If you’d like to create a warm and inviting living space, consider
using homemade, eco-friendly paints. Using natural materials is a great way to bring the outdoors in, and they’re easier
on your home because they can allow painted surfaces to release moisture naturally. Plus, most commercially manufactured paints
contain toxic materials or petroleum-based ingredients that are energy-intensive to produce.
There are several eco-friendly options on the market, but their cost (up
to twice as much as conventional paint) can be prohibitive to painters on a budget. Many DIYers are choosing instead to make
their own paint. Creating your own paint is considerably less expensive and can be an extremely satisfying endeavor for anyone
whose goal is self-reliance. Mixing your own paint is sometimes the only way to achieve a specific color or effect. In fact,
natural paints offer unique finishes very different from those of manufactured products.
There are numerous combinations to choose from when attempting to create
the perfect paint for a particular situation. What follows is a guide to understanding natural paint, recipes for some of
the easiest and most common types and photos of each kind to inspire you. When you’re ready to experiment with even
more natural materials, a good place to start is The Natural Paint Book by Lynn Edwards and Julia Lawless.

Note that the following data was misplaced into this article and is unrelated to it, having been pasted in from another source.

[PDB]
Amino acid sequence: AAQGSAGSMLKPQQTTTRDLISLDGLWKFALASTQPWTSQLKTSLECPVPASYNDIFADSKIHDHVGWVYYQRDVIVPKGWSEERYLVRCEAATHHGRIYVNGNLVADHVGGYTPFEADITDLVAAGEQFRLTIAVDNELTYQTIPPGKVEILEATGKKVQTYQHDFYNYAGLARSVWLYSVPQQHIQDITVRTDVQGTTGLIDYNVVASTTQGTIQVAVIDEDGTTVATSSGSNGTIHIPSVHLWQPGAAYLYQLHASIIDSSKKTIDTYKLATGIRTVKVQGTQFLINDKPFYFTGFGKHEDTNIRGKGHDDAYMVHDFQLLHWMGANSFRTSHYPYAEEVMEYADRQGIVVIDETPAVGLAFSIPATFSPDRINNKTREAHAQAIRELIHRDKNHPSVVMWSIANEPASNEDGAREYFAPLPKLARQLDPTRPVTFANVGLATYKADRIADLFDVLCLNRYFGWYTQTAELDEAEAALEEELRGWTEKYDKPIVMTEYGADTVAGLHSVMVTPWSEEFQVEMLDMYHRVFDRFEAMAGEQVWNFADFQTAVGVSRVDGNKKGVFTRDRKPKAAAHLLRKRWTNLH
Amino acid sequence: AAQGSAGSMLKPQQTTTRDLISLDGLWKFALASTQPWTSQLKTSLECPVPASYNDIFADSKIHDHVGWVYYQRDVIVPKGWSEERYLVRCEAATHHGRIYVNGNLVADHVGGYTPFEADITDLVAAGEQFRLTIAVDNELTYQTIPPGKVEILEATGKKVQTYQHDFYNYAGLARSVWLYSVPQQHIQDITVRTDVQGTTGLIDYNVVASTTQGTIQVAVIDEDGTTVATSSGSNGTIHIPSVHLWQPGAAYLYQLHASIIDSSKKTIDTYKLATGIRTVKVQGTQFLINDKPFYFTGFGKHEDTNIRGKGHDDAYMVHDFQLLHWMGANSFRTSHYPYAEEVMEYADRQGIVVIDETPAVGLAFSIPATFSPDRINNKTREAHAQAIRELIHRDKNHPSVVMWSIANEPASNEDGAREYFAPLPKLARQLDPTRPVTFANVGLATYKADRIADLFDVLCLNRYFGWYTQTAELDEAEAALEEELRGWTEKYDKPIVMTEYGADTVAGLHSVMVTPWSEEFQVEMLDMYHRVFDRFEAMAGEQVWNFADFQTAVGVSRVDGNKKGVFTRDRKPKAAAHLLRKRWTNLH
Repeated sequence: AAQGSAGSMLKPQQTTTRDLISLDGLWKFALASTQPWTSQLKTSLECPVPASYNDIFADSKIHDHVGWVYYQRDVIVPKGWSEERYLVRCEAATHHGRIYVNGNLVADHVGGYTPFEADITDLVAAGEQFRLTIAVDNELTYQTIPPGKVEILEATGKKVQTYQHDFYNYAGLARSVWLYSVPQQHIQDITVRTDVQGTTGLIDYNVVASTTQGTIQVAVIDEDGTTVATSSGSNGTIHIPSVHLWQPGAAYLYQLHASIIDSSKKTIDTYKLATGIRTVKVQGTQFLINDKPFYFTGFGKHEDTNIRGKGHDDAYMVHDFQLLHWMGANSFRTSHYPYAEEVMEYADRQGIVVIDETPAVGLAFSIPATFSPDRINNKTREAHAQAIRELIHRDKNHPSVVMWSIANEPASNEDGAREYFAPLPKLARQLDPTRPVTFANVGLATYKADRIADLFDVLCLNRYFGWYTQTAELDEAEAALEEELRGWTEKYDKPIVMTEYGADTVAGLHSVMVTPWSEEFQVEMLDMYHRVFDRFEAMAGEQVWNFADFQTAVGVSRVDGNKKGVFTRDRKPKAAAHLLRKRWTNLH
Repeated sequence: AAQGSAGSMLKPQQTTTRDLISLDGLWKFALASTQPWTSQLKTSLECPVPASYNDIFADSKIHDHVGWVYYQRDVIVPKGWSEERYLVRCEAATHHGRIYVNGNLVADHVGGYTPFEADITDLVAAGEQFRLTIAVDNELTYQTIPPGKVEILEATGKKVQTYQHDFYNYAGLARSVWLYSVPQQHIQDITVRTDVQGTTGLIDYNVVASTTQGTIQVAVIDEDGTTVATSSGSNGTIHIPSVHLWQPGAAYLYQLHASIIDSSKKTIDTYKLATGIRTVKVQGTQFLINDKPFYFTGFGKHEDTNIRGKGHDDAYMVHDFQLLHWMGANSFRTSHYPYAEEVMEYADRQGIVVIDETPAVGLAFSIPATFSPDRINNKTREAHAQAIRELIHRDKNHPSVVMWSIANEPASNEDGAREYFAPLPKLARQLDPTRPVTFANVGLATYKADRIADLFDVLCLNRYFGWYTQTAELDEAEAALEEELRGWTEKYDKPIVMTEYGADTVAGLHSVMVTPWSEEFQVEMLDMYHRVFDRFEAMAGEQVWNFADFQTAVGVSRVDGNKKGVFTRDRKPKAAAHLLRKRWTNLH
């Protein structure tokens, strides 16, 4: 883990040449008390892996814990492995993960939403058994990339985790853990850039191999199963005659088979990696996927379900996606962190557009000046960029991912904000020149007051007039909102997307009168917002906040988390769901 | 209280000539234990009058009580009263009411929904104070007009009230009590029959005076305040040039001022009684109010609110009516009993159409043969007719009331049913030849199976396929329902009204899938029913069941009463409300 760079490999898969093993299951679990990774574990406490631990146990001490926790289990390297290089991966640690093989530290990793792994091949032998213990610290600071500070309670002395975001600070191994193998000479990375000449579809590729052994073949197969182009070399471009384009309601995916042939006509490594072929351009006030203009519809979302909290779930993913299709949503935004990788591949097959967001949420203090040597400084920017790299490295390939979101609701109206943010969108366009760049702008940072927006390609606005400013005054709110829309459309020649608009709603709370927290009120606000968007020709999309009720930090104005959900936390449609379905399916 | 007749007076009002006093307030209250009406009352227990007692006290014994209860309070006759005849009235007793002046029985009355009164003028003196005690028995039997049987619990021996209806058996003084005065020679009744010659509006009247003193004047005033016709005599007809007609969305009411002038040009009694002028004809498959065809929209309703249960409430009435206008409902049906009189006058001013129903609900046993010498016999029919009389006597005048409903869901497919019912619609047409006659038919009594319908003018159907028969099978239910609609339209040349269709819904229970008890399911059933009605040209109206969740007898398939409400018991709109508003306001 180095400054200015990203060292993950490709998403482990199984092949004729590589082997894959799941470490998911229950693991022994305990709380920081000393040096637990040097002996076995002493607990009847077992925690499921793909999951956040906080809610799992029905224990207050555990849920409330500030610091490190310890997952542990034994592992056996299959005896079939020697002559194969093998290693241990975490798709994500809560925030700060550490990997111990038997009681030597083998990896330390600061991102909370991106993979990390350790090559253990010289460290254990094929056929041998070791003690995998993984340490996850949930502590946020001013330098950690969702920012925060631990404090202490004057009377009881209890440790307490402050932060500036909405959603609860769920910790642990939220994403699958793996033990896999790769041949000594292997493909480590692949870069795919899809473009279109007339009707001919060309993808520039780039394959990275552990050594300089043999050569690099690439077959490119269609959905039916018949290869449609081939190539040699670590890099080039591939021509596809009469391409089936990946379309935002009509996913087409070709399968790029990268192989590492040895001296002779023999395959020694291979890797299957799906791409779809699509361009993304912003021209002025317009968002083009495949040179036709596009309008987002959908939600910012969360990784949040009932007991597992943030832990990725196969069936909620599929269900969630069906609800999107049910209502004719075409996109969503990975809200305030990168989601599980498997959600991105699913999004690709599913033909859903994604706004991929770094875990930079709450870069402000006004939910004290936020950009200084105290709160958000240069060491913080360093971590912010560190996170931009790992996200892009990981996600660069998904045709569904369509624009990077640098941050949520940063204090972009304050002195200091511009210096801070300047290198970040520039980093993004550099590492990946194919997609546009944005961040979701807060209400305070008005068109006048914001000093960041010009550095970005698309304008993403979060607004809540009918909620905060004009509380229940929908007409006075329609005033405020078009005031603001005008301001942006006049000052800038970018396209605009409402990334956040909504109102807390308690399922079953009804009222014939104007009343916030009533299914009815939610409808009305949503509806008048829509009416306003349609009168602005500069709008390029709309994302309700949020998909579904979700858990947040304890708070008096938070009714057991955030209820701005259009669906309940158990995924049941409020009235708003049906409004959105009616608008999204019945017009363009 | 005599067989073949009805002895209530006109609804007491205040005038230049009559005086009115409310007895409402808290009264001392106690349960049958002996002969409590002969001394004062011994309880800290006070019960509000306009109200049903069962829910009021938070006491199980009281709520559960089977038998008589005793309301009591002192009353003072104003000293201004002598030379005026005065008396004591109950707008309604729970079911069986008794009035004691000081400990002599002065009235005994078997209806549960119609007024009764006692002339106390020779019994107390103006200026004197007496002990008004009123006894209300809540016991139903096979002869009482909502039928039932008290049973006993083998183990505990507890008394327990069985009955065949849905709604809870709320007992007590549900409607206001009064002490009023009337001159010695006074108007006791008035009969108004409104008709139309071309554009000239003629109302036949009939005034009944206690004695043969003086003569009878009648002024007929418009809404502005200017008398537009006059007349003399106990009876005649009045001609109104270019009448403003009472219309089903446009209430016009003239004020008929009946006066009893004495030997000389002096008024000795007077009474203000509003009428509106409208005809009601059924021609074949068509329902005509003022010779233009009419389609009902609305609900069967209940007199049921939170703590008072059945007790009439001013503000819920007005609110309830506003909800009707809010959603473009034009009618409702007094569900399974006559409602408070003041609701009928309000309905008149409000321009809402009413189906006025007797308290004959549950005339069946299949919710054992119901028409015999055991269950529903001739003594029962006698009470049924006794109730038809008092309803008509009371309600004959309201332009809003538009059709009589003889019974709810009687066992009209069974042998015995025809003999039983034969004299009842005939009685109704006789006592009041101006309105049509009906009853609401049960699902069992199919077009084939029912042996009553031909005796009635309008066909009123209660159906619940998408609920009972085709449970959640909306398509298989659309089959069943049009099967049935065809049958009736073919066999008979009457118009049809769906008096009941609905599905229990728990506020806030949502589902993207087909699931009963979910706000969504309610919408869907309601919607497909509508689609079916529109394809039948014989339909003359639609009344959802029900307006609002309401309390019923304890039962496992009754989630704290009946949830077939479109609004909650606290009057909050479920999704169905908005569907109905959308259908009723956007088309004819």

What’s in a Gallon?
In its most basic form, paint consists of color
(the pigment) and the glue in which the pigment is suspended (the binder). Many paints also contain ingredients that add texture
and bulk (fillers), a thinner (the solvent) and other additives, such as biocides and drying catalysts.
Pigments. Safer alternatives to the toxic compounds and heavy metals used
to color conventional paint include natural pigments derived from plants, insects, iron oxides and minerals. These are usually
in powder form at artists’ supply stores.
Binders. Binders keep paint glued to a surface. The acrylic and vinyl binders
in commercial paints are derived from the byproducts of refining crude oil. The binders in natural paints rely instead on
materials such as starch (from flour), casein (the protein in milk) and linseed oil (from pressed flax seeds).
Fillers. Fillers create texture and add bulk to paint. Common fillers include
whiting (powdered chalk), talcum, limestone, silica and marble. Clay is a popular filler to pair with flour, because it reinforces
the binding ability of starch, and it’s abundant and potentially free if you have clay soil.
Solvents. Solvents, or thinners, help achieve a workable consistency. The
solvents in commercial paints are usually made from organic materials, but they will evaporate or “outgas,” causing
that new paint smell. The outgassing of these volatile organic compounds (VOCs) can cause headaches, nausea, dizziness, blurred
vision and fatigue, especially in areas that are not well ventilated. The hazards are significantly worse for people who paint
regularly. Natural solvents such as citrus thinners and natural turpentine are preferable, but they can still emit low levels
Additives. Commercial paint manufacturers frequently include several additives
in their products, but they aren’t required to list them on the can. Additives include plasticizers, foaming and antifoaming
agents, driers, biocides that inhibit the growth of mold, and ingredients that improve water resistance or opacity.
Flour paint is among the simplest and most versatile of all
homemade paints. It can be applied to most interior surfaces, and the proportions don’t have to be as exact as for other